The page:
It’s not just the food and live music that bring families to the Hebrew Home at Riverdale on Grandparents Day each year, but the opportunity to celebrate and recognize these important family members in the one place where it all started.
Hundreds of families make the journey to the northwest Bronx every September to observe the holiday that is credited to the late Jacob Reingold, Hebrew Home’s former executive vice president, who celebrated the first Grandparents Day at the 5901 Palisade Ave., facility in 1961. Two years later, it became an official holiday in the Bronx, before becoming a national celebration in 1978 thanks to President Jimmy Carter.
Hebrew Home opened its doors to hundreds of families and guests last week for the annual chance to celebrate those who came before them.
“It’s a beautiful event,” said Daniel Reingold, president and chief executive of the home, and son of the holiday’s founder.
“We want to be a beacon to honor our grandparents and all of the sacrifices they made. Without them, we wouldn’t be here.”
This year’s theme was tied to Woodstock, marking 50 years since the music festival took place upstate. Volunteers and staff members walked around with tie-dyed shirts commemorating the event.
“A lot of these residents very well might have been at Woodstock,” Reingold joked.
For 92-year-old Jacqueline Kimmelstiel, this year’s festivities were both extra special — and sad. The event fell on the same day of what would have been her late husband Albert’s 96th birthday. Still, Kimmelstiel had a chance to celebrate the day with her two great-grandchildren.
Kimmelstiel was born in Germany in 1927, and moved to France shortly after Hitler took control. Her immediate family survived the Holocaust, and she went to school until she was 12, something in hindsight Kimmelsteil wishes she could have changed.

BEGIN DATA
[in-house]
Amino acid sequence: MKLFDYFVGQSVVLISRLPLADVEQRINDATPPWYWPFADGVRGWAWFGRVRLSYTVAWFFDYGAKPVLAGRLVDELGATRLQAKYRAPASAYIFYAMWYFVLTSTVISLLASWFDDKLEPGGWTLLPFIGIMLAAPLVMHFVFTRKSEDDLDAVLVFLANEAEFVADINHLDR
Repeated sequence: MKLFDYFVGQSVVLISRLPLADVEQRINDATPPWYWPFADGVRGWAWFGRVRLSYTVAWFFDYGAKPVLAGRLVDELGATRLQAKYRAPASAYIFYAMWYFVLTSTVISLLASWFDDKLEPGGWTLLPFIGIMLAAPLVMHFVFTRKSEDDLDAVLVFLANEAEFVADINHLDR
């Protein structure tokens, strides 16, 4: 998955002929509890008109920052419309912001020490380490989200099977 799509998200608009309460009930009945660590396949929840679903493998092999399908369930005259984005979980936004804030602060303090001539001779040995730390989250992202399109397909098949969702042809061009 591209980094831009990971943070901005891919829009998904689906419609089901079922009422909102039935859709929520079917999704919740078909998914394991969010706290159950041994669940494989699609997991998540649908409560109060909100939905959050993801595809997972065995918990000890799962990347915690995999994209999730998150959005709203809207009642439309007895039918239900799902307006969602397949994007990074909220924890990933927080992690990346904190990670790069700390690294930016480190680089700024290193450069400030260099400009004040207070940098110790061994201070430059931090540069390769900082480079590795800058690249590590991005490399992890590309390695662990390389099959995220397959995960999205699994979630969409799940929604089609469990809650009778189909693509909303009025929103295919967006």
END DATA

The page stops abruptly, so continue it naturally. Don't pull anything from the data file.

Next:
“I couldn’t go to school, and that bothers me to this day,” she said. “Everyone should get a good education, and that is something I made sure my kids received.”
Kimmelstiel came to the United States after World War II, and worked as a seamstress. She met Albert at night school where both were learning English. He also was a Holocaust survivor, and actually spent time at Auschwitz.
Kimmelstiel says getting to see her great-grandchildren is “the most wonderful thing that you live for.” Her great-grandson Judah is 3, and her great-granddaughter Goldie is just 6 weeks old.
Joan Jackson’s family is the most important thing to her. She’s lived at the Hebrew Home for five years, and says she’s loved every second of it.
“Sometimes I’ll call her room, and she’s not there,” Jackson’s granddaughter, Melissa Jackson, said. “She’s such a busy bee that she’s always at activities, and sometimes she runs them. We’re best buddies, and I love to visit her.”
Although she was born in New York City, Jackson moved to Hawaii when her husband, Peter, enlisted in the Vietnam War. Six months later, she gave birth to her youngest child. When her husband passed away in 1968, she moved her family back to New York.
Jackson celebrated Grandparents Day with her five children and six grandchildren.
“We come to Grandparents Day every year,” said Jackson’s daughter, Vivian. “We love it. It’s a fun time to spend with our mom.”
Elizabeth Klein was another Hebrew Home resident celebrating the special day. She is the last surviving sibling of a family of nine born in Hungary. And she, too, is a Holocaust survivor.
For this Grandparents Day, Klein was joined by four generations of her family, including her first great-grandchild.
“They take great care of her here,” Klein’s daughter, Mona Klein Klapper, said. “We’re grateful for the care she gets, and always look forward to coming for this event and all events offered for residents.”
It takes a lot of preparations for the day to run smoothly. James Iatrou, Hebrew Home’s food services director, starts preparing dishes a month in advance inside the facility’s kitchen.
This gives Iatrou and his team a chance to “sample different options and finalize the menu for the day.”
While it’s a special day across the country, at least on Palisade Avenue, it’s a celebration that’s always ongoing, Reingold said.
“Even though Grandparents Day is celebrated in September,” he said, “here at the Hebrew Home, we try to make every day Grandparents Day.”